“Let them eat cake!"

What sounds like an unimaginative idea for a birthday party or a standard option for a wedding reception is actually the appallingly insensitive remark historically attributed to Marie Antoinette on hearing that the poor in France were without bread.

The princess’ inability to think beyond her own lavish lifestyle and abundant resources to contemplate the realities of famine and the resultant suffering of her people boggle the mind. History has given us distance from the dire conditions plaguing France during her time, and we make light of her heartless remark without realizing we have detected a speck in someone else’s eye, when we are guilty of a similar blindness.

It wasn’t until 9/11 tore apart a curtain that comfortably sealed us off from the rest of the world and we began to see the images of women concealed by sky-blue burkas, that I began to realize our localized discussions (and sometimes heated debates) over God’s calling on the lives of his daughters is taking place in isolation from the rest of the world and depriving countless women and girls of meaning and purpose the gospel intends for them no matter where or how their lives are playing out. What is worse, our isolation is causing us to set in stone a theology of women that doesn’t hold up in the lives of many women here and is irrelevant elsewhere in the world where situations aren’t as favorable as those we enjoy.

The difference between prosperity and deprivation is one thing. The desperate plight of women and girls in the world opens up a whole new dimension of existence that is wholly is missing from this discussion. Read Half the Church, if you wonder what I mean. When we ask what is the Bible’s message for us, do we include the girl who has been trafficked, the widow who has been cast out by her family to beg for a living, or the woman who has been gang raped? Does the message we embrace offer them just as much hope, redemption, and purpose as we seek for ourselves? Or are they too broken, too damaged to enjoy the blessings we savor to answer the calling God places on the lives of all his daughters? Are we settling for a prosperity gospel for women, when the gospel offers all women so much more?

What may surprise is that by opening our discussion of the Bible’s message for women and girls to include every woman and girl, bar none, we will discover the Bible’s message for us is richer, stronger, and more empowering for all of us than what we’ve been willing to accept. No matter how well life is going for us at the moment, none of us can count on answers for ourselves that collapse under the weight of other women’s lives or of an unexpected change in our own circumstances.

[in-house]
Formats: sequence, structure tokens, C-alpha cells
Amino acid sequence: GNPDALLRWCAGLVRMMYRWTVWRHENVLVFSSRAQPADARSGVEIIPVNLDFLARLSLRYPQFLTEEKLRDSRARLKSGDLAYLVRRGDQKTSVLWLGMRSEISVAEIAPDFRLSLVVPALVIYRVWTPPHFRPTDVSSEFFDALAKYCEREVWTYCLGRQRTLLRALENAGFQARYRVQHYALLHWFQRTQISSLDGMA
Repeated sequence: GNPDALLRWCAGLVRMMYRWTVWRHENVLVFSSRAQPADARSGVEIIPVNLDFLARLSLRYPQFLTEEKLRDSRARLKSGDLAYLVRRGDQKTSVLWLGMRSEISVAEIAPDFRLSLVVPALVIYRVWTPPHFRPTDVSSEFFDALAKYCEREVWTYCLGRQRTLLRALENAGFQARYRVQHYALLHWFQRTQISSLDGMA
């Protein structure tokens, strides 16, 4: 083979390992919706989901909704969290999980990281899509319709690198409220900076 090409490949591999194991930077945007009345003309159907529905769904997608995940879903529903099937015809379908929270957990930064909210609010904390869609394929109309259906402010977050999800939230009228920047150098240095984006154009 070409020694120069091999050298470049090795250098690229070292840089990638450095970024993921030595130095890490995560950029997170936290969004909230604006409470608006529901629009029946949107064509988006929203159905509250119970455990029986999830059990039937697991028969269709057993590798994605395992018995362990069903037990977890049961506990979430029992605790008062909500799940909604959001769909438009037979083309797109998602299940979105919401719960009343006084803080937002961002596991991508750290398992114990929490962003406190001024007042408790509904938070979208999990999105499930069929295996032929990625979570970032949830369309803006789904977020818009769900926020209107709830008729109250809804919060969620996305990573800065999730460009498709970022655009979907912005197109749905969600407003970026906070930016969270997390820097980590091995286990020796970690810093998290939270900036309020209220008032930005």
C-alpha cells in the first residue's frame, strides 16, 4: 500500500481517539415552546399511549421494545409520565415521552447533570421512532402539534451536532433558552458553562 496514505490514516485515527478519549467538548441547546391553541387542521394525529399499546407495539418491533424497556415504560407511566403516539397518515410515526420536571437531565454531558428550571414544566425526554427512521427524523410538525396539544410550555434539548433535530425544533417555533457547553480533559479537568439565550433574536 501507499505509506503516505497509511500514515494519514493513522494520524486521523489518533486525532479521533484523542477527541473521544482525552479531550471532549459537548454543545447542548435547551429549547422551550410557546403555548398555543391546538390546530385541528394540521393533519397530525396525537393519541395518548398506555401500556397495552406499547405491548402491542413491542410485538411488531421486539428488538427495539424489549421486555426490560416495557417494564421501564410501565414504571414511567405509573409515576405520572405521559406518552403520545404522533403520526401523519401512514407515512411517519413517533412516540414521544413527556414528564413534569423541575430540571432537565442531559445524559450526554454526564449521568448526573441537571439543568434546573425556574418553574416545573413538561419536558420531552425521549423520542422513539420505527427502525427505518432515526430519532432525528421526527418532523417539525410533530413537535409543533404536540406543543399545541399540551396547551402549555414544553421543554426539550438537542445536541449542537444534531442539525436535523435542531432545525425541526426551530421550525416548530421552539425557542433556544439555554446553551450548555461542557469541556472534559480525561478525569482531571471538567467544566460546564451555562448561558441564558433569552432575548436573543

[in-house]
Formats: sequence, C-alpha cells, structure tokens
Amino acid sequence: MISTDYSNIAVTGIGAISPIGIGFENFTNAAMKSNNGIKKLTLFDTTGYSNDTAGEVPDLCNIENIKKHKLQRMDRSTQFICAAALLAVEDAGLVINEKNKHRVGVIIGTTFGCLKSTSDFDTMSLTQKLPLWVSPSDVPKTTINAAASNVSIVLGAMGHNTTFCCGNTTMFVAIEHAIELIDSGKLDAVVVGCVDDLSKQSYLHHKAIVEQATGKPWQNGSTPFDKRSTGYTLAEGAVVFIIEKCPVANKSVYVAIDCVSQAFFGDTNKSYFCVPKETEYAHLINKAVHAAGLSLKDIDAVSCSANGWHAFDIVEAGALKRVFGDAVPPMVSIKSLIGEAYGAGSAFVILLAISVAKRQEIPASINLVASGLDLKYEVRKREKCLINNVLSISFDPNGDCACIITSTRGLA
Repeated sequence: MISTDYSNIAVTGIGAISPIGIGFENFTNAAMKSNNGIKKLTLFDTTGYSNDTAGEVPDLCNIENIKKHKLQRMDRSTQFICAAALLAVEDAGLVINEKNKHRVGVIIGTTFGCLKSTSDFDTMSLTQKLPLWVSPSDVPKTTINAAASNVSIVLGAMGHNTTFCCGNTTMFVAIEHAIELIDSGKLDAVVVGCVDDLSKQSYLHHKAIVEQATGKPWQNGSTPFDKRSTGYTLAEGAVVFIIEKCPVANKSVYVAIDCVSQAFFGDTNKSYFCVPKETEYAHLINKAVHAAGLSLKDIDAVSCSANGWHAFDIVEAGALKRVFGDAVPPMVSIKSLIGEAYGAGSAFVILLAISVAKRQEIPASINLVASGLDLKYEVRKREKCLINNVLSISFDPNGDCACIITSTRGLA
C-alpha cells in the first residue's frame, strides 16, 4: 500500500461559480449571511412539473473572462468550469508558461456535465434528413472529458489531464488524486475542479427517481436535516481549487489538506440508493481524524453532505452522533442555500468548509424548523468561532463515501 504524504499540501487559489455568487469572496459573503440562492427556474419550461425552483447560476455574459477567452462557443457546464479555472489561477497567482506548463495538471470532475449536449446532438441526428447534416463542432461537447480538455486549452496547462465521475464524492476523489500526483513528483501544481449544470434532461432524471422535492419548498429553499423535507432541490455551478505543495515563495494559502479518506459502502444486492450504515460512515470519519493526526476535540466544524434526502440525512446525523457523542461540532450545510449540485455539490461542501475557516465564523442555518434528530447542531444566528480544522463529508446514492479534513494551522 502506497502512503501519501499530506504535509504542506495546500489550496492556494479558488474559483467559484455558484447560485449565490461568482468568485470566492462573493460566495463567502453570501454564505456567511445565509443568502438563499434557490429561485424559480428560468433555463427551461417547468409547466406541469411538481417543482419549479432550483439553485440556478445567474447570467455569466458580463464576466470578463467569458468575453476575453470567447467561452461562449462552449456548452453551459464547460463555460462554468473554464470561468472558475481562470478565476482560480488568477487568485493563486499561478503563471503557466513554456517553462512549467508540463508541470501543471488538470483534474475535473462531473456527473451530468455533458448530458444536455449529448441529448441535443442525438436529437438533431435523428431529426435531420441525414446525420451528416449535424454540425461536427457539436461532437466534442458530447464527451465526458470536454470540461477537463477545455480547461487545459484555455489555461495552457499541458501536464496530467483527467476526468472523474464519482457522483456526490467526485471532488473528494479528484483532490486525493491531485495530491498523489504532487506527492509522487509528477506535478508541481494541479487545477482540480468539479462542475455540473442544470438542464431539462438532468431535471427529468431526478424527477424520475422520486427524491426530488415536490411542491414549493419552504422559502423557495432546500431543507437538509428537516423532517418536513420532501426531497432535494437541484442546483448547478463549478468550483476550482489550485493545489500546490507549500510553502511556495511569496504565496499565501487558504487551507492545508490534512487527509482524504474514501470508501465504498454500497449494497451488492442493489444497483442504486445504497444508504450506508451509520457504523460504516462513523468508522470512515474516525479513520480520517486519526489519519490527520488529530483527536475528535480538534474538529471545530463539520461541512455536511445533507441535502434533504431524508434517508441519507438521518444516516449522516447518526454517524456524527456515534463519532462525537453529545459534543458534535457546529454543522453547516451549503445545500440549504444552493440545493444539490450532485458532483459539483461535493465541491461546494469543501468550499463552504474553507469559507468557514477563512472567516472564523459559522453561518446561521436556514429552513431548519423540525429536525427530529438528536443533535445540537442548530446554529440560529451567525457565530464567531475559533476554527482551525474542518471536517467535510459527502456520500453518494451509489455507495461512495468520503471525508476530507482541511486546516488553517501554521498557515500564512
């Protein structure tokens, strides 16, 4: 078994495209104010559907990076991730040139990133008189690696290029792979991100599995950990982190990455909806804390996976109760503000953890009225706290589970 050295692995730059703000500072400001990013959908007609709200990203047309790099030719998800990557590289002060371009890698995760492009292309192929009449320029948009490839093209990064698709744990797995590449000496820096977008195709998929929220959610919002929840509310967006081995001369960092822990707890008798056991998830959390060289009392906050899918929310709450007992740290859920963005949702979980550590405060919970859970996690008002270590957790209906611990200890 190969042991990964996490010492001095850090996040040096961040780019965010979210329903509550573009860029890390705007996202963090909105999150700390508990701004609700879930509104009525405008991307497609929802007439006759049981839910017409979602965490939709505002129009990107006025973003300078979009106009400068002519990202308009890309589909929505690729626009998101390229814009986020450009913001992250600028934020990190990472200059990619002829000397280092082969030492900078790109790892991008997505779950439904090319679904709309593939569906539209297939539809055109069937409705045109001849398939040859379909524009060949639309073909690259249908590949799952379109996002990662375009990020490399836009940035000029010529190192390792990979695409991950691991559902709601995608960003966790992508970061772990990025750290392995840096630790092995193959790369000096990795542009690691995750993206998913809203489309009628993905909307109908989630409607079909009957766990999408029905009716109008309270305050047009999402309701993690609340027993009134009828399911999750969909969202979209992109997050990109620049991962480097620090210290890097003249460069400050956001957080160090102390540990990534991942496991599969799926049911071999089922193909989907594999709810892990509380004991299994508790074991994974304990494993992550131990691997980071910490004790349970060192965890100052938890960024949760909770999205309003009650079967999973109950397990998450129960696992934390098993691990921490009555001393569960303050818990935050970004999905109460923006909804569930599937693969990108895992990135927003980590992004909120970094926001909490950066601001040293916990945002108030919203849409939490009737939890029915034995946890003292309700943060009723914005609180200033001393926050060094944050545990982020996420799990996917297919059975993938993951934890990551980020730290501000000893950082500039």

We need a whole lot more than cake to live with hope in a fallen world.

To explore this discussion further, read Half the Church to see how this larger global conversation helps us recapture God’s global vision for women and gives us an indestructible identity and purpose no matter how our stories play out.

About carolyncustisjames

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4 Responses to “Let them eat cake!"

  1. metargemet says:

    “When we ask what is the Bible’s message for us, do we include the girl who has been trafficked, the widow who has been cast out by her family to beg for a living, or the woman who has been gang raped?”
    We don't even need to look this far. What about the millions of women who are living a life of “quiet desperation” in one of the cultures that do not allow women to be educated while telling them that they should be grateful to their husbands etc. etc.?


  2. Carolyn says:

    Metargemet, So true. While we must “look this far,” we must also look close at hand and consider countless behind the scenes lives of “quiet desperation” to stress test our theology re women against every conceivable scenario, instead of assuming women's lives will follow a formula. We should be fearless in doing this. God's word to us will hold up no matter how severely we test it, and in the end we won't be clinging to a flimsy gospel for women that can only be sustained by prosperity.



  3. Anonymous says:


    At the time that the queen supposedly uttered the infamous quotation “let them eat cake,” the word “cake” did not refer to the familiar dessert item that the modern-day French call le gateau. The operative term was brioche, a flour-and-water paste that was “caked” onto the interiors of the ovens and baking pans of the professional boulangers of the era. (The modern equivalent is the oil-and-flour mixture applied to non-Teflon cake pans.) At the end of the day, the baker would scrape the leavings from his pans and ovens and set them outside the door for the benefit of beggars and scavengers. Thus, the lady in question was simply giving practical advice to her poor subjects: If one cannot afford the bourgeois bread, he can avail himself of the poor man's “cake.”


  4. dubaloop says:

    Thank you for sharing the info. I found the details very helpful.



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